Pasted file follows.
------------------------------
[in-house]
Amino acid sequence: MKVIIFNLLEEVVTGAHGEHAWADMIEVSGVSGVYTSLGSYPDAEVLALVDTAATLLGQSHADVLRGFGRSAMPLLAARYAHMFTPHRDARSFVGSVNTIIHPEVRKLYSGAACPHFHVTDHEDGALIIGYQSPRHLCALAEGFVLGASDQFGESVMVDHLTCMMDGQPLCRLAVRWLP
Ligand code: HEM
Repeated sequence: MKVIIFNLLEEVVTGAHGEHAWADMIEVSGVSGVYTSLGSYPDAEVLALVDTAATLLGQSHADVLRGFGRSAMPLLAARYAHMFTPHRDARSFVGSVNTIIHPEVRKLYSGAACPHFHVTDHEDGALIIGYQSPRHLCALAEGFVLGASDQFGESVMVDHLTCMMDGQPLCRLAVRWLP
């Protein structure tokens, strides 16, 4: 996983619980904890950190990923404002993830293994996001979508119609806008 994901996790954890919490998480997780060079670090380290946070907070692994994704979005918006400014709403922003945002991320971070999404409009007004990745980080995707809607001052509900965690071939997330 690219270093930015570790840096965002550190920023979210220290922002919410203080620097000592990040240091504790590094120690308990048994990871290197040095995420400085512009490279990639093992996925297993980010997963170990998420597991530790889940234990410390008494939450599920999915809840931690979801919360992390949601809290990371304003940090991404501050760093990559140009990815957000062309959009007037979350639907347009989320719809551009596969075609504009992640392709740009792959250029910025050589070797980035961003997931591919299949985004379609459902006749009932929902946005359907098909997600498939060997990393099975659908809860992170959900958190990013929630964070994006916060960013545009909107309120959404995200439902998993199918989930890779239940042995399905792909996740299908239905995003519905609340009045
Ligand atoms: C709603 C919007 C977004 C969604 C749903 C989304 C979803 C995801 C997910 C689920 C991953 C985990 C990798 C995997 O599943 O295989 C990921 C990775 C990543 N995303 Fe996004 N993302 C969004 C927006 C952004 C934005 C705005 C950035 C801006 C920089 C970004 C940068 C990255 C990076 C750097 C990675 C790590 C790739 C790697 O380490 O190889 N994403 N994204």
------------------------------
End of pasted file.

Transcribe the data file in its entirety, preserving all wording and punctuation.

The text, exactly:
[in-house]
Amino acid sequence: MKVIIFNLLEEVVTGAHGEHAWADMIEVSGVSGVYTSLGSYPDAEVLALVDTAATLLGQSHADVLRGFGRSAMPLLAARYAHMFTPHRDARSFVGSVNTIIHPEVRKLYSGAACPHFHVTDHEDGALIIGYQSPRHLCALAEGFVLGASDQFGESVMVDHLTCMMDGQPLCRLAVRWLP
Ligand code: HEM
Repeated sequence: MKVIIFNLLEEVVTGAHGEHAWADMIEVSGVSGVYTSLGSYPDAEVLALVDTAATLLGQSHADVLRGFGRSAMPLLAARYAHMFTPHRDARSFVGSVNTIIHPEVRKLYSGAACPHFHVTDHEDGALIIGYQSPRHLCALAEGFVLGASDQFGESVMVDHLTCMMDGQPLCRLAVRWLP
């Protein structure tokens, strides 16, 4: 996983619980904890950190990923404002993830293994996001979508119609806008 994901996790954890919490998480997780060079670090380290946070907070692994994704979005918006400014709403922003945002991320971070999404409009007004990745980080995707809607001052509900965690071939997330 690219270093930015570790840096965002550190920023979210220290922002919410203080620097000592990040240091504790590094120690308990048994990871290197040095995420400085512009490279990639093992996925297993980010997963170990998420597991530790889940234990410390008494939450599920999915809840931690979801919360992390949601809290990371304003940090991404501050760093990559140009990815957000062309959009007037979350639907347009989320719809551009596969075609504009992640392709740009792959250029910025050589070797980035961003997931591919299949985004379609459902006749009932929902946005359907098909997600498939060997990393099975659908809860992170959900958190990013929630964070994006916060960013545009909107309120959404995200439902998993199918989930890779239940042995399905792909996740299908239905995003519905609340009045
Ligand atoms: C709603 C919007 C977004 C969604 C749903 C989304 C979803 C995801 C997910 C689920 C991953 C985990 C990798 C995997 O599943 O295989 C990921 C990775 C990543 N995303 Fe996004 N993302 C969004 C927006 C952004 C934005 C705005 C950035 C801006 C920089 C970004 C940068 C990255 C990076 C750097 C990675 C790590 C790739 C790697 O380490 O190889 N994403 N994204």